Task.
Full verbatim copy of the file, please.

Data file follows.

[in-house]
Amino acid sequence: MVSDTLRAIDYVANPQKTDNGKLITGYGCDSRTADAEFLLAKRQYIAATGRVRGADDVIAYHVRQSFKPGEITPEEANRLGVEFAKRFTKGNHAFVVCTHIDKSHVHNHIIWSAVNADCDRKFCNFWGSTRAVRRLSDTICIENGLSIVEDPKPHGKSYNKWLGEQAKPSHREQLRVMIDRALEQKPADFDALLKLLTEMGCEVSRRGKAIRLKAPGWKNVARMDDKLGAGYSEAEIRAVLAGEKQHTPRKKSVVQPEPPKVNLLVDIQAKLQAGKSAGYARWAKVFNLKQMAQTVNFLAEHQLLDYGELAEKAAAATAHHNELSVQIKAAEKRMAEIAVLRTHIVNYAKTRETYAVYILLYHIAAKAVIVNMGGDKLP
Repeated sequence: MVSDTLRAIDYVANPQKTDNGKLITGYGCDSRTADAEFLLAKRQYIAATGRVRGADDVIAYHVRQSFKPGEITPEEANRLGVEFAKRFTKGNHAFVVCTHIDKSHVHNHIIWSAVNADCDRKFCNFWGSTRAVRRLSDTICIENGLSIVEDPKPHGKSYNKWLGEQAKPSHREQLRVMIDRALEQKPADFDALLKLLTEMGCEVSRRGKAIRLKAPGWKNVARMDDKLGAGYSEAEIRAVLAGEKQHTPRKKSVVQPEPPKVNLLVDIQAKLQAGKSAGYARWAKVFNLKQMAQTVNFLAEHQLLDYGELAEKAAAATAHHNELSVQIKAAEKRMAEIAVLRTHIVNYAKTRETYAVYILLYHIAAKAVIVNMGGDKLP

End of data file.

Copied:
[in-house]
Amino acid sequence: MVSDTLRAIDYVANPQKTDNGKLITGYGCDSRTADAEFLLAKRQYIAATGRVRGADDVIAYHVRQSFKPGEITPEEANRLGVEFAKRFTKGNHAFVVCTHIDKSHVHNHIIWSAVNADCDRKFCNFWGSTRAVRRLSDTICIENGLSIVEDPKPHGKSYNKWLGEQAKPSHREQLRVMIDRALEQKPADFDALLKLLTEMGCEVSRRGKAIRLKAPGWKNVARMDDKLGAGYSEAEIRAVLAGEKQHTPRKKSVVQPEPPKVNLLVDIQAKLQAGKSAGYARWAKVFNLKQMAQTVNFLAEHQLLDYGELAEKAAAATAHHNELSVQIKAAEKRMAEIAVLRTHIVNYAKTRETYAVYILLYHIAAKAVIVNMGGDKLP
Repeated sequence: MVSDTLRAIDYVANPQKTDNGKLITGYGCDSRTADAEFLLAKRQYIAATGRVRGADDVIAYHVRQSFKPGEITPEEANRLGVEFAKRFTKGNHAFVVCTHIDKSHVHNHIIWSAVNADCDRKFCNFWGSTRAVRRLSDTICIENGLSIVEDPKPHGKSYNKWLGEQAKPSHREQLRVMIDRALEQKPADFDALLKLLTEMGCEVSRRGKAIRLKAPGWKNVARMDDKLGAGYSEAEIRAVLAGEKQHTPRKKSVVQPEPPKVNLLVDIQAKLQAGKSAGYARWAKVFNLKQMAQTVNFLAEHQLLDYGELAEKAAAATAHHNELSVQIKAAEKRMAEIAVLRTHIVNYAKTRETYAVYILLYHIAAKAVIVNMGGDKLP